Someone once remarked that the gray tones David Storey uses in some of his abstract paintings exactly match the color of old television cathode ray tubes.
This, according to Storey, is probably not accidental. It was during the 1960s age of television that Storey absorbed the influences of the emerging media culture as a “subset” of high modernist design.
“I am very sad that broadcast television has pretty much twilighted,” said Storey, assistant professor of visual arts. “I inhabited television when I was a kid. The late ’50s and the ’60s, that was the good stuff.”
Shades of such good stuff show themselves in many paintings by Storey, whose imagery has been described by critics as “walking a tightrope between the museum and the cocktail napkin cartoon.”
Recently, the accomplished visual artist earned a Guggenheim Fellowship, to begin in January, which will enable him to develop a series of large paintings that explore the scale, configuration and intense focus of his ongoing series of smaller-sized paintings.
In his West 39th Street studio, Storey works regularly in the mediums of both oil-on-canvas and charcoal-on-paper. Since he began making art in the 1970s, he has produced a body of work that has been exhibited in group as well as solo shows. His work is part of the permanent collections of the Museum of Modern Art in New York and the Boston Museum of Fine Art, among others.
“My large paintings are more cerebral and engaged with issues of contemporary painting,” said Storey, who grew up in Northern California. “But my little paintings are special because what comes through in them is something more interior, more personal. I am trying to describe something intangible and historically incidental, but I love the intensity of the results. And to reach that same understanding with a large canvas? That’s what I want to explore with my fellowship. For me, this uninterrupted studio time is the chance of a lifetime.”
Storey spent his formative years in an artistic household. His father and older brother were artists, and Storey recalls spending lots of time paging through design books and feeling at home with art. In particular, he admired the work of the surrealist Jean Arp and the painter Wilfredo Lam.
His own commitment to painting came when he went to the University of California-Davis. There, he discovered that the classes that absorbed and stimulated him were art classes. He stayed on to earn a master of fine arts degree and then began his career as a painter in the Bay Area.
“For a long time when I was starting out, I was dissatisfied with my work,” recalled Storey of his earliest paintings. “I would make a painting and then move on to the next piece as quickly as I could, always wanting the work to be more eloquent, more ambitious.”
But by the time Storey first visited New York City in 1979, he was “over the young and desperate” phase as an artist and on the threshold of making serious work. New York, he discovered, was where he wanted to be, and he moved there the following year.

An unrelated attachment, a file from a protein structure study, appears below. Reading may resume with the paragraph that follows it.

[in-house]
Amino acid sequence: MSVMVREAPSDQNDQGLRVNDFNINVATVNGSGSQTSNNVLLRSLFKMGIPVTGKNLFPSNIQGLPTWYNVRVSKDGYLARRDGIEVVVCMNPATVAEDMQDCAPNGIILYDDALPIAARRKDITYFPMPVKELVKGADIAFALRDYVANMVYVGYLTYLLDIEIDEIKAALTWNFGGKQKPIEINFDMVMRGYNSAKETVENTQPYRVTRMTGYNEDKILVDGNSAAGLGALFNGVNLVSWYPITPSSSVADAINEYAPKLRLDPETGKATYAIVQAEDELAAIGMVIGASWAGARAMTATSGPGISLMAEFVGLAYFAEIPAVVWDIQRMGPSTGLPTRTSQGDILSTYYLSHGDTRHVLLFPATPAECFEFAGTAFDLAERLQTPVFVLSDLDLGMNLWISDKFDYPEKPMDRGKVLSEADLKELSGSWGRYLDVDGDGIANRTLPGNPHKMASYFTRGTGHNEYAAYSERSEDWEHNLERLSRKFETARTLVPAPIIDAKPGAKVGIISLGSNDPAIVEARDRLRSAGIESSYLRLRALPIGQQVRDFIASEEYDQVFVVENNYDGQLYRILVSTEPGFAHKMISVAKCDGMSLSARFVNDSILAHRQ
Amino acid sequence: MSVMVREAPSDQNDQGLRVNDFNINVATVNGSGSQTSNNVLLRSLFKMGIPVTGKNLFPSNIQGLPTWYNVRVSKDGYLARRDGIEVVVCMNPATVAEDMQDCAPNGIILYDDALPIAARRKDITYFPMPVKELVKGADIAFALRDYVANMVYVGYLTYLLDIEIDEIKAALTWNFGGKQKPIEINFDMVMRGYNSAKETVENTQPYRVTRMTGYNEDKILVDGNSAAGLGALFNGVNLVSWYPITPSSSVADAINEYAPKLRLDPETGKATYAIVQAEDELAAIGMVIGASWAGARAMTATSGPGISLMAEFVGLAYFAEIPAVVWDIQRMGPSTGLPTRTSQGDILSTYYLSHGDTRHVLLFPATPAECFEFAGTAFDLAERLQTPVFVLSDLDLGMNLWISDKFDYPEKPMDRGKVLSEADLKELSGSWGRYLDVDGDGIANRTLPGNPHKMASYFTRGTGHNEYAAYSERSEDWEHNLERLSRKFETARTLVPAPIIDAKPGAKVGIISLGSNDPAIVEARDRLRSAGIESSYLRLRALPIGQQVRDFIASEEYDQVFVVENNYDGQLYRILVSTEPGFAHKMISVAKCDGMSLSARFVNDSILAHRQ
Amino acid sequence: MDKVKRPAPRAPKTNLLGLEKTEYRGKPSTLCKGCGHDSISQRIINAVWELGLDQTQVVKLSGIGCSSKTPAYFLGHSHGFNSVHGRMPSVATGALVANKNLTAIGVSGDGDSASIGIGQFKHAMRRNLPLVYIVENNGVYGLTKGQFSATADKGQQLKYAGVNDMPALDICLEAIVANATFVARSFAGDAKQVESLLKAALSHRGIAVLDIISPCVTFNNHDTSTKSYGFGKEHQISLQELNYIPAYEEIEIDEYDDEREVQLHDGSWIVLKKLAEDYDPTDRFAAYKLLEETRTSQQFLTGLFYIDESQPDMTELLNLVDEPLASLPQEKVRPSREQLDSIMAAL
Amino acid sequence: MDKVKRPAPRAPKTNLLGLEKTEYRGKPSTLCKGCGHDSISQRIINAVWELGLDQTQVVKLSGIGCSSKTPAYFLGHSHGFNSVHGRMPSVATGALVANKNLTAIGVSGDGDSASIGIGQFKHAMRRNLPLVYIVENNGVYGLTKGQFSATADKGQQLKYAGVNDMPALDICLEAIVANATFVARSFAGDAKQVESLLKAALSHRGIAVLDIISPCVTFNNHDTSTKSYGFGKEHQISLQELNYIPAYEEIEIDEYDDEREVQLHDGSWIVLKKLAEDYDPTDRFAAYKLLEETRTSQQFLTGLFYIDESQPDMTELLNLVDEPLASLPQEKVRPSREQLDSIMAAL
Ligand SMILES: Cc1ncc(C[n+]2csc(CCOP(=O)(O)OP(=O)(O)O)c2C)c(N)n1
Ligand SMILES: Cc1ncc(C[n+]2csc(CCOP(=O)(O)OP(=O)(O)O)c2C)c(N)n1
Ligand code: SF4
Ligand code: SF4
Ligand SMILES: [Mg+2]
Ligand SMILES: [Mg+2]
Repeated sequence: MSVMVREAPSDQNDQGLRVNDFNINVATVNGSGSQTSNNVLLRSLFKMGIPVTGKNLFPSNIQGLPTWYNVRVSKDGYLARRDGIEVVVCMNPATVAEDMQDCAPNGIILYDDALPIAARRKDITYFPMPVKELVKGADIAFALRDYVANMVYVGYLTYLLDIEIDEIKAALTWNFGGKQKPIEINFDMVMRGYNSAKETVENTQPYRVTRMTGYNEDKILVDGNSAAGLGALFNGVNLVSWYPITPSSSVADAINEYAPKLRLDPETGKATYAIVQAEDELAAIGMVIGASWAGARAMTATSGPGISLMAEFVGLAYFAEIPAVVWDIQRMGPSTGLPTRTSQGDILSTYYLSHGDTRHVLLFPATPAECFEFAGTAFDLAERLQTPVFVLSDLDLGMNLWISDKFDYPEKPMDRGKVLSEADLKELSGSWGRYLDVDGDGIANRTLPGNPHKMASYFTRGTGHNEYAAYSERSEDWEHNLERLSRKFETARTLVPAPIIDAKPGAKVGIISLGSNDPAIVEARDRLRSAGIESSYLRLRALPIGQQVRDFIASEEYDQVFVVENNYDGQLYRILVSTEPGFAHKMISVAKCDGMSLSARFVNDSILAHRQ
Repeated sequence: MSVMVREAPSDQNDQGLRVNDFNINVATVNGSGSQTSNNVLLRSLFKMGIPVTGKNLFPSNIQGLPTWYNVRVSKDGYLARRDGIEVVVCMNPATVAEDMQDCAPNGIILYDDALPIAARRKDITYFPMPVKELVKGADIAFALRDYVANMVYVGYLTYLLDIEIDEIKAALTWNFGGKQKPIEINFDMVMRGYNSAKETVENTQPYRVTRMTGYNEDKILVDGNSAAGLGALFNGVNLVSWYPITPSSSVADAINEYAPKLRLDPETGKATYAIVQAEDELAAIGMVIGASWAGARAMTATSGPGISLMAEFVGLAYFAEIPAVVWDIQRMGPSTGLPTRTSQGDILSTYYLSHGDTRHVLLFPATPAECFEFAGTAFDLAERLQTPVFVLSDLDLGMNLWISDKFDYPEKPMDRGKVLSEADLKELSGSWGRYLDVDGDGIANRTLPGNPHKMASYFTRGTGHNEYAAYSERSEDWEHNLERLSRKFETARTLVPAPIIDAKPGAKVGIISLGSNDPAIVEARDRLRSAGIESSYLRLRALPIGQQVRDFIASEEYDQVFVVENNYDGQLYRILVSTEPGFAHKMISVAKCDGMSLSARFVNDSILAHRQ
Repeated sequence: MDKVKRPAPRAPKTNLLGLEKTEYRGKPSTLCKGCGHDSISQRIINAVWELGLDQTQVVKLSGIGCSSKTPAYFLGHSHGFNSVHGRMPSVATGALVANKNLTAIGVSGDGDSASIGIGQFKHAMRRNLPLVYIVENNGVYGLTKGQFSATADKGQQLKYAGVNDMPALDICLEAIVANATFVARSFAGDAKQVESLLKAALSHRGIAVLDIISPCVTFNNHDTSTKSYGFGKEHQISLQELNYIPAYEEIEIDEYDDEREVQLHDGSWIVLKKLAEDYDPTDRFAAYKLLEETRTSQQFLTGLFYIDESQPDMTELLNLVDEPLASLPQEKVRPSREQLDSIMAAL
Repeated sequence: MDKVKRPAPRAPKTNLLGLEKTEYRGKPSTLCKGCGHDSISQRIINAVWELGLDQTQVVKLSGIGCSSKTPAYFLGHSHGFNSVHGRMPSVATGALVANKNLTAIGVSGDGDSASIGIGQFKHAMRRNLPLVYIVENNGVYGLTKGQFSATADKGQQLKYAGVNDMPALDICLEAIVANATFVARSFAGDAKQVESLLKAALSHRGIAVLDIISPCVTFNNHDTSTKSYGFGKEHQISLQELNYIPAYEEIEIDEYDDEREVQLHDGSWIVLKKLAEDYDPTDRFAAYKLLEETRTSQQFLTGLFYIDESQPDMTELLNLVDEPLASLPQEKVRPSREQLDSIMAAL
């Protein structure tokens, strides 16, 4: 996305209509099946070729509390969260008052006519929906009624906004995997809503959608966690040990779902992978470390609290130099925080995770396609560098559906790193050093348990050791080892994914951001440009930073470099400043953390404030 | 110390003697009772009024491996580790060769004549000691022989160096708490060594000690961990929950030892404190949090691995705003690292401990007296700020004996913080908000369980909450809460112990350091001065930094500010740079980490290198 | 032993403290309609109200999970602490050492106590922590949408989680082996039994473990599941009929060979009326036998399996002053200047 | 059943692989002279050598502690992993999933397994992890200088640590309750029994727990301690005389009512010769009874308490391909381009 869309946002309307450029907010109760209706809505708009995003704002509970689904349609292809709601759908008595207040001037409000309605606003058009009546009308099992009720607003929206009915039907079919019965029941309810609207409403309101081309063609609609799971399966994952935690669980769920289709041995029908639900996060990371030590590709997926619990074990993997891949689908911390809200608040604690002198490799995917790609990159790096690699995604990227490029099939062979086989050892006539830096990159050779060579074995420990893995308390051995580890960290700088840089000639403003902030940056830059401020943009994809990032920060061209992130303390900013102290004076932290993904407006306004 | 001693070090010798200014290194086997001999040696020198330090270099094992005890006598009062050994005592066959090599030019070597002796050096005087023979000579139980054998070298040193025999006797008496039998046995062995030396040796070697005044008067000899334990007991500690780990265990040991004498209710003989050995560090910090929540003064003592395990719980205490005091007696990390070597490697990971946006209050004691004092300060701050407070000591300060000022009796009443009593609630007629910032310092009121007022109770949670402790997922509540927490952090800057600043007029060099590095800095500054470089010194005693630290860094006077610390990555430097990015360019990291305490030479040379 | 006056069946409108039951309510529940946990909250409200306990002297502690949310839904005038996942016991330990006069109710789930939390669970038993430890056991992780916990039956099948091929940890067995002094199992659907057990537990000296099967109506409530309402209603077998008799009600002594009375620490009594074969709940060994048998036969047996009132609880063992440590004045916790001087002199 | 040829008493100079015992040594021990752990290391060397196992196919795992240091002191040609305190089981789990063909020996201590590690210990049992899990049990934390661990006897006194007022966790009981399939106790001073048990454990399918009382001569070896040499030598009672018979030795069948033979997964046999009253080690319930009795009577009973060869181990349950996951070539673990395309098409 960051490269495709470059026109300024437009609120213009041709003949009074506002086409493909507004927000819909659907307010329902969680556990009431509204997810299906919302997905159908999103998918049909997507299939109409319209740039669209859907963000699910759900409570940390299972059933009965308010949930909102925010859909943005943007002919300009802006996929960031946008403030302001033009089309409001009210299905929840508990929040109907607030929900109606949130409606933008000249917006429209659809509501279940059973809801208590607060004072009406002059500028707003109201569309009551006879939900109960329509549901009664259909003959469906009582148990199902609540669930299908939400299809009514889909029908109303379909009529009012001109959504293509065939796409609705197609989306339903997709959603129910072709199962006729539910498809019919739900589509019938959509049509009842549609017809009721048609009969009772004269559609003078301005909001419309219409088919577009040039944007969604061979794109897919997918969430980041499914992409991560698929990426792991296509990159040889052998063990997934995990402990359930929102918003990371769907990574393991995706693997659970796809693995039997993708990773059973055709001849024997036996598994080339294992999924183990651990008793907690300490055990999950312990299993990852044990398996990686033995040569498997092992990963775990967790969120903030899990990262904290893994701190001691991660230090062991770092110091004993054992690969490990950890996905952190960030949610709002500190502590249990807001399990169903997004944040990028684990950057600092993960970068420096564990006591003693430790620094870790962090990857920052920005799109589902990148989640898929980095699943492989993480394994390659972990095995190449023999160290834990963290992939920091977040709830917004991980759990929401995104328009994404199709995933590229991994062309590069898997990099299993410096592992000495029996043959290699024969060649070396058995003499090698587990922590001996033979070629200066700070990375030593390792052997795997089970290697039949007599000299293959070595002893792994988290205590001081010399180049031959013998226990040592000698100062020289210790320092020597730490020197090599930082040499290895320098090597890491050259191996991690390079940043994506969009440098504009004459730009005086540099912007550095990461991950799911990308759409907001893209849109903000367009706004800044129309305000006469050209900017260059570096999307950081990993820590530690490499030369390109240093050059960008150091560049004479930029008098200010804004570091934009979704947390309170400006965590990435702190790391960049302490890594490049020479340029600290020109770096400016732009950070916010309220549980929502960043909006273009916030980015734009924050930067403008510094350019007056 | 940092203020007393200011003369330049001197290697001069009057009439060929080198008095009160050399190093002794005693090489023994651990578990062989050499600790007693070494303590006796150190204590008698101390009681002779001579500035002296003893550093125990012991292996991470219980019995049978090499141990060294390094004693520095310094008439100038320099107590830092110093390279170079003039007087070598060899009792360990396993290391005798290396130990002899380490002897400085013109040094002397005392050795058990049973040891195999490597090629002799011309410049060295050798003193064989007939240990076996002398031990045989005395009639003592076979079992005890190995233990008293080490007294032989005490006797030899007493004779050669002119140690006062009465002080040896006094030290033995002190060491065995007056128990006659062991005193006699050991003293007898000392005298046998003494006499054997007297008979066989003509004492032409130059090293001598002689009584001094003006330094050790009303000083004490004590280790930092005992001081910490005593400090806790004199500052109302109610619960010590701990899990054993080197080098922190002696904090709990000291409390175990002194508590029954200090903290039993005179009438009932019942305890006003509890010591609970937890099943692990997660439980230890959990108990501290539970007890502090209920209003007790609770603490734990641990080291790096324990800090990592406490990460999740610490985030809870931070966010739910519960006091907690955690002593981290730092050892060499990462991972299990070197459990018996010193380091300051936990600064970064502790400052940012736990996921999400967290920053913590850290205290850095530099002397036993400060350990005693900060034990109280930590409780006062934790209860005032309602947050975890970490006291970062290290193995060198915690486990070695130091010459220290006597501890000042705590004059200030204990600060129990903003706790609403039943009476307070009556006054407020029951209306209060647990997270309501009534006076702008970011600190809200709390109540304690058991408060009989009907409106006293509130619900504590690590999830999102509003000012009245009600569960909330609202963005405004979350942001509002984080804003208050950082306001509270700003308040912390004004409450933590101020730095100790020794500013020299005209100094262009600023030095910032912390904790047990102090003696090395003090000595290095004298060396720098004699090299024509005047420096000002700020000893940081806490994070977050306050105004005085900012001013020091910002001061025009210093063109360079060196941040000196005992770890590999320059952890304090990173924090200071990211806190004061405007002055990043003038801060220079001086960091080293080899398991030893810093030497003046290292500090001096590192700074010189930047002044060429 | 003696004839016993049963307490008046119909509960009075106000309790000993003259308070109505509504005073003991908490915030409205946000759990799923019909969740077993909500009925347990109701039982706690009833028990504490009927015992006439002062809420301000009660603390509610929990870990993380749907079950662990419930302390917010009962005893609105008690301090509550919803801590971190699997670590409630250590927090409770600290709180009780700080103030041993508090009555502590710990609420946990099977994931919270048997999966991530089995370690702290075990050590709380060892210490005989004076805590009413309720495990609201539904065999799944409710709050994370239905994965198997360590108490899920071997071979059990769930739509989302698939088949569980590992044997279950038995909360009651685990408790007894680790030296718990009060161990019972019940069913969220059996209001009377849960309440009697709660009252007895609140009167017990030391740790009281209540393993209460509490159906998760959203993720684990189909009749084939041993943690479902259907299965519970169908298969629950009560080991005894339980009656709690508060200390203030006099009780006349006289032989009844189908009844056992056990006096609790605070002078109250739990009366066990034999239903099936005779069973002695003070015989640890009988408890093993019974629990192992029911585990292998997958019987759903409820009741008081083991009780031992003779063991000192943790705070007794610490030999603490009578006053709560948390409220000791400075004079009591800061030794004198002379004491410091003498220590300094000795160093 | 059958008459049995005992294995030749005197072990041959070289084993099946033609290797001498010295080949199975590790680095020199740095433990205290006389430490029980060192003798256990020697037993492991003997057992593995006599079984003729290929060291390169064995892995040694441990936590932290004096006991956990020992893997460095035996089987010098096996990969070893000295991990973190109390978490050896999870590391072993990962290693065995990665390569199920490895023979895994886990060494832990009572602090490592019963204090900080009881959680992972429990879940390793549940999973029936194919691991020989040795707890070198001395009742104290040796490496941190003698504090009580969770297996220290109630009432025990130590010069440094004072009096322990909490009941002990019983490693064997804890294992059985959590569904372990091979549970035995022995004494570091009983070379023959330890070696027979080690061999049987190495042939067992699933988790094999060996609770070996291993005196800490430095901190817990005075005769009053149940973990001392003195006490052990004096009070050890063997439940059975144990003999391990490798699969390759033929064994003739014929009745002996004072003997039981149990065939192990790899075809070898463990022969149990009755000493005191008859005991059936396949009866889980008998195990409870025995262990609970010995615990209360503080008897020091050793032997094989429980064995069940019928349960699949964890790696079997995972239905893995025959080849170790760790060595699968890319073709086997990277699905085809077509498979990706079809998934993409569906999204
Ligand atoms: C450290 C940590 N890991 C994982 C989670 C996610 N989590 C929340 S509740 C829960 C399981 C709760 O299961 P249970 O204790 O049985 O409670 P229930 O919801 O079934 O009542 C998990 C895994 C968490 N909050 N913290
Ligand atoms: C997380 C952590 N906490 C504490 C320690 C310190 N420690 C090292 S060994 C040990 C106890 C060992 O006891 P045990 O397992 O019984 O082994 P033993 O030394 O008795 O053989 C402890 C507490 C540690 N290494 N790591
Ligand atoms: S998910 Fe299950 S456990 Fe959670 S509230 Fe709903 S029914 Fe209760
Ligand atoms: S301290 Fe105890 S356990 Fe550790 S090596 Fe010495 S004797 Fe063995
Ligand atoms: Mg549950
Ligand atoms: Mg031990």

“For artists, New York City is very, very supportive,” he said. “There is room at the table for everybody.”
Whether drawing upon the suggestive, earlike antennae atop early TV sets, or the cog-like knobs of modern ’60s appliances, Storey has developed his own stylistic idiosyncrasies that inspire a sense of pure joy. Images of animated, machinelike abstractions are often endowed with just the slightest anthropomorphic qualities—figurative elements that keep repeating themselves. One particular recurring theme is the shape of a stylized foot.
“Early on, I realized the power of abstract shapes,” Storey said. “You can take a simple four-sided shape and put two ‘feet’ on it, or maybe four, and it suddenly becomes a pictorial image that is very specific to individual viewers. They’ll say for instance, ‘Oh, that’s a nice cat,’ when it’s really just a square.”
Even though Storey is a 21st century artist working within—and influenced by—the postmodern age, he sees his paintings as creations that are not culturally fixed in one time and place. An observant and informed viewer today may look at the works of Renaissance painters and have no true understanding of the complexity of what those paintings meant at the time they were made. When the awareness of the original cultural moment has faded, the observant public will find ever new and equally complex insights in the work.
“I don’t have a formal statement defining what I want people to get from my work, even though I’m always thinking about life and death and sex and all those tumultuous issues we have to grapple with. In the end, it’s all about mortality, human nature and the bright spots,” he said.
“What I am after is something beyond just a good painting. I want to give each painting enough so that, once it leaves the studio, it can take care of itself, no matter what.”
– Janet Sassi